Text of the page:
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King William and Naval Volunteer Public Houses

A Grade II* Listed Building in Bristol, City of Bristol

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Latitude: 51.4516 / 51°27'5"N

Longitude: -2.5947 / 2°35'41"W

OS Eastings: 358769

OS Northings: 172684

OS Grid: ST587726

Mapcode National: GBR C8L.4G

Mapcode Global: VH88M.ZS41

Plus Code: 9C3VFC24+M4

Entry Name: King William and Naval Volunteer Public Houses

Listing Date: 8 January 1959

Last Amended: 30 December 1994

Grade: II*

Source: Historic England

Source ID: 1292605

English Heritage Legacy ID: 379866

ID on this website: 101292605

Location: Bristol, BS1

County: City of Bristol

Electoral Ward/Division: Central

Parish: Non Civil Parish

Built-Up Area: Bristol

Traditional County: Gloucestershire

Lieutenancy Area (Ceremonial County): Bristol

Church of England Parish: Bristol St Stephen with St James and St John the Baptist with St Michael and St George

Church of England Diocese: Bristol

Tagged with: Pub

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901-1/16/603 (South side)
08/01/59 Nos.18, 19 AND 20
King William and Naval Volunteer
Public Houses
(Formerly Listed as:
(South side)
Nos.16-20 (Consecutive))


Row of 3 houses, now public house and restaurant. c1670, C18
fenestration, restored late C20. Rendered timber box frame
with brick lateral and valley stacks, and pantile roof.
Gabled fronts to the road, with right-hand stacks and
right-hand central stairs between front and back rooms; No.20
has a single-storey wing linked to a C17 back block. 2
storeys, attic and basement; 5-window range. 3 gables facing
the road have jettied floors with fascia boards and pent roofs
to each floor, and above the attic windows of Nos 19 and 20.
Early C19 ground-floor public house fronts: No.18 has
left-hand door with a rectangular metal batswing fanlight and
6-panel door, and 2 large 6/6-pane sashes; No.19 has C18
ground floor with 4 scrolled brackets above panelled
pilasters, outer doorways with a reeded architrave to the
right with a 3-pane overlight and 6-panel door, the bottom
pair flush, similar left-hand doorway, and 2 horned 6/6-pane
sashes between; No.20 has a C18 shop front with reeded
surrounds with roundels and right-hand doorway, with a C17
door frame to the left with moulded stops and Tudor arch,
3-pane overlight and framed studded 9-panel door with
decorative panels to the top rail, and a 10/10-pane sash
between above a segmental-arched cellar opening.
Varied fenestration: No.18 has a 2-storey canted oriel with
pilaster jambs to the first floor, C17 casements with glazing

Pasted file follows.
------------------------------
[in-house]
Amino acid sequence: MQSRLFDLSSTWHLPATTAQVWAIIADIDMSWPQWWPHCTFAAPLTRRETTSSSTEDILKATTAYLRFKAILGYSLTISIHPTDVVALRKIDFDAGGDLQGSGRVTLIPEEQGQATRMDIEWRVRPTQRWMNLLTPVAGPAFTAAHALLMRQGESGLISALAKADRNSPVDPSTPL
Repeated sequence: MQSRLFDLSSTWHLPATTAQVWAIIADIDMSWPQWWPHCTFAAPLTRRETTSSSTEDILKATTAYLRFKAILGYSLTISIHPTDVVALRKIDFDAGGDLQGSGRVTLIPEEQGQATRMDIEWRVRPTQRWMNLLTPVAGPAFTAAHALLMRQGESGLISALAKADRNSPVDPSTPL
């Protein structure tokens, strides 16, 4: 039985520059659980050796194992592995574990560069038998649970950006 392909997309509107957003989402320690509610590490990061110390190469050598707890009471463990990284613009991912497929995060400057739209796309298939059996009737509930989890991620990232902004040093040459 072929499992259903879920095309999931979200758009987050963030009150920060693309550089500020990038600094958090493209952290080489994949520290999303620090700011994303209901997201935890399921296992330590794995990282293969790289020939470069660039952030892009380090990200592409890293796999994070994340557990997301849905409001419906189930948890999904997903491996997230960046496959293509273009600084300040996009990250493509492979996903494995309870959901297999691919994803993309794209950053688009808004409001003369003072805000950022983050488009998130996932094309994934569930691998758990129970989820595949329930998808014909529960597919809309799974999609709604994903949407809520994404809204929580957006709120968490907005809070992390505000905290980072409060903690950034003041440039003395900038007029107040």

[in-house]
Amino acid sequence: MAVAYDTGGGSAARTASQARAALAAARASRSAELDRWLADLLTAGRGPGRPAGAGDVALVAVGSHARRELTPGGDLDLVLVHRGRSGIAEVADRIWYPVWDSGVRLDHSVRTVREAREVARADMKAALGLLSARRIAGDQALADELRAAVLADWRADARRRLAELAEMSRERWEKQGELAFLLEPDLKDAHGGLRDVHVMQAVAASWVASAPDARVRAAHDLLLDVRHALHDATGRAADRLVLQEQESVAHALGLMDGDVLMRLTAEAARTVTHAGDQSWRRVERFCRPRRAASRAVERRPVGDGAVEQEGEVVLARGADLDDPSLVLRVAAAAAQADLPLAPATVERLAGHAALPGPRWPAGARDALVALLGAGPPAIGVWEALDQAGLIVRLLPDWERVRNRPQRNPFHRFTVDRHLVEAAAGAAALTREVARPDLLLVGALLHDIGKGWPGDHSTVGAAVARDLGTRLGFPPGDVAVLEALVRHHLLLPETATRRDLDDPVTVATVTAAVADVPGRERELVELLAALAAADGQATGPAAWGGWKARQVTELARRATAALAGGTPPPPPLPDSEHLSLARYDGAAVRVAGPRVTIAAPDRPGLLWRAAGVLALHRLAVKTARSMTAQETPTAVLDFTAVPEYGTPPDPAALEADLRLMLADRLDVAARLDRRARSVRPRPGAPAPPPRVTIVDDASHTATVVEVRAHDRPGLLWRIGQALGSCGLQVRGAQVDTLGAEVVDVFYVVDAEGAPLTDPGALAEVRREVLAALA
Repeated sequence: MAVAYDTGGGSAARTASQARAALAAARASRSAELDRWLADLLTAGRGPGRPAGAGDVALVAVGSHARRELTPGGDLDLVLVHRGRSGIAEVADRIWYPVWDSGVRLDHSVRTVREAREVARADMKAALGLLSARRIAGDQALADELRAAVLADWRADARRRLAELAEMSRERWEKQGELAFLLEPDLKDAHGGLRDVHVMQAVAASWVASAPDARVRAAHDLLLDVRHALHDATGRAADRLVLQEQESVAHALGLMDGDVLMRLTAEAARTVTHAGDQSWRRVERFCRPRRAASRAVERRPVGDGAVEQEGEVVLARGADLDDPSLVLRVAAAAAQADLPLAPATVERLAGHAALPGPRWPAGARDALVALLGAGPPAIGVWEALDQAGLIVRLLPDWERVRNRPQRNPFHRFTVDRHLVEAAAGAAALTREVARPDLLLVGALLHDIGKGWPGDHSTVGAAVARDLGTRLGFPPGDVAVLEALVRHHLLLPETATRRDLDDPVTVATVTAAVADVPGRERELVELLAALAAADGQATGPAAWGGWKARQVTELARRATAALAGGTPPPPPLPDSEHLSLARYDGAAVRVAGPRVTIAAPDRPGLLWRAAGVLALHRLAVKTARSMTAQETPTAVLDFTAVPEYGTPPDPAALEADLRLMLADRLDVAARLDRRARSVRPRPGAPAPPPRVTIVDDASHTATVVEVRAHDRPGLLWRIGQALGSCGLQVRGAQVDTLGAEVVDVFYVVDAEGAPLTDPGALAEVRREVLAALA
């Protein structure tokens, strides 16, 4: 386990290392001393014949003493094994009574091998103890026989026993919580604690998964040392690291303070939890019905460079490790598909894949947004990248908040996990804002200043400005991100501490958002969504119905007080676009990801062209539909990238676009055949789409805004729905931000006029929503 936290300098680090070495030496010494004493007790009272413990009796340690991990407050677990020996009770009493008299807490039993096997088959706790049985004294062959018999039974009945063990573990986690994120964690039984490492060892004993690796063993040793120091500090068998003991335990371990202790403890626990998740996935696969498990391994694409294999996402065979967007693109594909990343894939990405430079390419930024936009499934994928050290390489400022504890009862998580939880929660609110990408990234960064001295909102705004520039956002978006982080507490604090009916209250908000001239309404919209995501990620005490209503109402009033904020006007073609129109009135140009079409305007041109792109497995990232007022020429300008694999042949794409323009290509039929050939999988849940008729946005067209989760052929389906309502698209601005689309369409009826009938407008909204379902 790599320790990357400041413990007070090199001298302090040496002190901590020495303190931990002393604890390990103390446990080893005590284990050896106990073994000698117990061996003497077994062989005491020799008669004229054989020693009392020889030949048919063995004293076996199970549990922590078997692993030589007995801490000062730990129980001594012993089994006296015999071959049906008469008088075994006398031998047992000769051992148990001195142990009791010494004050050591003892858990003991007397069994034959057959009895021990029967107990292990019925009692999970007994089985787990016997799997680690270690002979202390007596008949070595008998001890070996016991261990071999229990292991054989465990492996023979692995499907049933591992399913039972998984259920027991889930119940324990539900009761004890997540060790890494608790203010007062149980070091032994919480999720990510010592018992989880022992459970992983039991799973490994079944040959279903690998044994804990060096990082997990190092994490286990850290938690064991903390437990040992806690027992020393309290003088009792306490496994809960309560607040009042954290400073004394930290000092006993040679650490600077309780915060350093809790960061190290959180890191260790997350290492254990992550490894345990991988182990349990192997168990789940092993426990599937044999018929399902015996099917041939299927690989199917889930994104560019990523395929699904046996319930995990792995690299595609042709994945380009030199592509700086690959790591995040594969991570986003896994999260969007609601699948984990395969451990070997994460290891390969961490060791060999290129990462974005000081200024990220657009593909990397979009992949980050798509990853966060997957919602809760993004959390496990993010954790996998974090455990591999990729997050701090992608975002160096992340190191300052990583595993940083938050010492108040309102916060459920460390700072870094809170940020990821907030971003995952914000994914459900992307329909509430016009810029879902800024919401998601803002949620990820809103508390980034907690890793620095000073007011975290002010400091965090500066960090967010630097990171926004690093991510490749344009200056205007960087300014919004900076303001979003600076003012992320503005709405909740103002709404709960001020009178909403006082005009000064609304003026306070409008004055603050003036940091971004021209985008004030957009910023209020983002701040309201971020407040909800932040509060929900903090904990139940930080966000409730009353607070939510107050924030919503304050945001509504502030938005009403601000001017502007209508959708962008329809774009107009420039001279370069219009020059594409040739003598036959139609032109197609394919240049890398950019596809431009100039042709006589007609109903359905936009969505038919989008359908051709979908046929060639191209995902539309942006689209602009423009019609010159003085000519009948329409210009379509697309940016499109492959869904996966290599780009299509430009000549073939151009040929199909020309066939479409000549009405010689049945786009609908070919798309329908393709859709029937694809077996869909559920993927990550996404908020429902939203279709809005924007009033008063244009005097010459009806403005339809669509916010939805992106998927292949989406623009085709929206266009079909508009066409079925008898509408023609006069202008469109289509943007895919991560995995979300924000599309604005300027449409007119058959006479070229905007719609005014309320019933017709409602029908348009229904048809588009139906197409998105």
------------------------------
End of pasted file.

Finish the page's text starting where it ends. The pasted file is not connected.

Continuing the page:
bars, and attic 6/6-pane sash in a flush frame; No.19 has
6/6-pane sashes in flush frames and a 4-light mullion and
transom attic casement, and No.20 has C18 8/8-pane first-floor
sashes, 12/12-pane second-floor sashes, and paired attic
8/8-pane sashes, in flush frames.
The right return has 2 lateral stacks with a 1-window range
between lighting the stairs, a ground-floor 6/6-pane sash, C17
three-light mullion casements above, with a transom on the
first floor, and small 2-pane light beneath the eaves. Single
stack in the valley between Nos 18 & 19. To the rear of No.20
a 2-storey back block and single-storey linking wing have
hipped roofs; recent buildings attached to rear of Nos 18 &
INTERIOR: Nos 19 & 20 interconnected: details include central
right-and newel framed stairs to both, with uncut string,
newels with moulded finials and pendents, moulded rails and
splat balusters, with Ionic capitals on the ground floor;
moulded beams, on first floor with panelled soffits, bar
chamfer stops, running into a continuous timber overmantel to
the rear of No.19, above a bolection-moulded fire surround; to
side wall of No.20 is a Jacobean stone fire surround with
architrave, panels above and brackets to a cornice;
scratch-moulded attic door to No.20 has 9 panels, the top ones
arched; the back block has exposed beams and restored stair.
No.18 has a panelled ground floor with bolection mouldings,
and a continuous overmantel and fire surround with an eared
architrave and rocaille reliefs to the front.
HISTORICAL NOTE: King Street was developed on the S side from
1663. Like the Llandoger Trow (qv), the houses form an early
type of terrace retaining original plan forms. The rear back
block is an important survival, with parallels in other SW
towns such as Barnstaple and Totnes.
(Gomme A, Jenner M and Little B: Bristol, An Architectural
History: Bristol: 1979-: 83).

Listing NGR: ST5876972684

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